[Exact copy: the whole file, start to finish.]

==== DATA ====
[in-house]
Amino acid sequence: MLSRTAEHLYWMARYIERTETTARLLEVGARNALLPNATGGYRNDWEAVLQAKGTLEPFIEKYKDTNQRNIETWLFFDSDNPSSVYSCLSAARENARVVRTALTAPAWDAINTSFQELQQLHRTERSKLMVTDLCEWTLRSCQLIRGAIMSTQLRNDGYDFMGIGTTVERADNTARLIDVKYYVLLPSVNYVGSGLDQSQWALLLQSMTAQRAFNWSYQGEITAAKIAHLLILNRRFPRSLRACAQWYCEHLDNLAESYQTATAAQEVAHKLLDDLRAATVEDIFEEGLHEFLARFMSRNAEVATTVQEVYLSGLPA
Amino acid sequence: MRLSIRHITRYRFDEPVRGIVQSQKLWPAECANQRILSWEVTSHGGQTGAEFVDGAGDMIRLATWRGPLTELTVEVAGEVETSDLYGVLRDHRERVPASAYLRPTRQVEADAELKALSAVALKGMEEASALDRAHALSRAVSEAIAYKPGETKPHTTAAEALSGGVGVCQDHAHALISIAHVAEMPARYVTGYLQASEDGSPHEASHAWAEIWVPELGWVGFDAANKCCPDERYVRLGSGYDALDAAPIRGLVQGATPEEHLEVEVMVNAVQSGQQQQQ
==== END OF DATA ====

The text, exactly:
[in-house]
Amino acid sequence: MLSRTAEHLYWMARYIERTETTARLLEVGARNALLPNATGGYRNDWEAVLQAKGTLEPFIEKYKDTNQRNIETWLFFDSDNPSSVYSCLSAARENARVVRTALTAPAWDAINTSFQELQQLHRTERSKLMVTDLCEWTLRSCQLIRGAIMSTQLRNDGYDFMGIGTTVERADNTARLIDVKYYVLLPSVNYVGSGLDQSQWALLLQSMTAQRAFNWSYQGEITAAKIAHLLILNRRFPRSLRACAQWYCEHLDNLAESYQTATAAQEVAHKLLDDLRAATVEDIFEEGLHEFLARFMSRNAEVATTVQEVYLSGLPA
Amino acid sequence: MRLSIRHITRYRFDEPVRGIVQSQKLWPAECANQRILSWEVTSHGGQTGAEFVDGAGDMIRLATWRGPLTELTVEVAGEVETSDLYGVLRDHRERVPASAYLRPTRQVEADAELKALSAVALKGMEEASALDRAHALSRAVSEAIAYKPGETKPHTTAAEALSGGVGVCQDHAHALISIAHVAEMPARYVTGYLQASEDGSPHEASHAWAEIWVPELGWVGFDAANKCCPDERYVRLGSGYDALDAAPIRGLVQGATPEEHLEVEVMVNAVQSGQQQQQ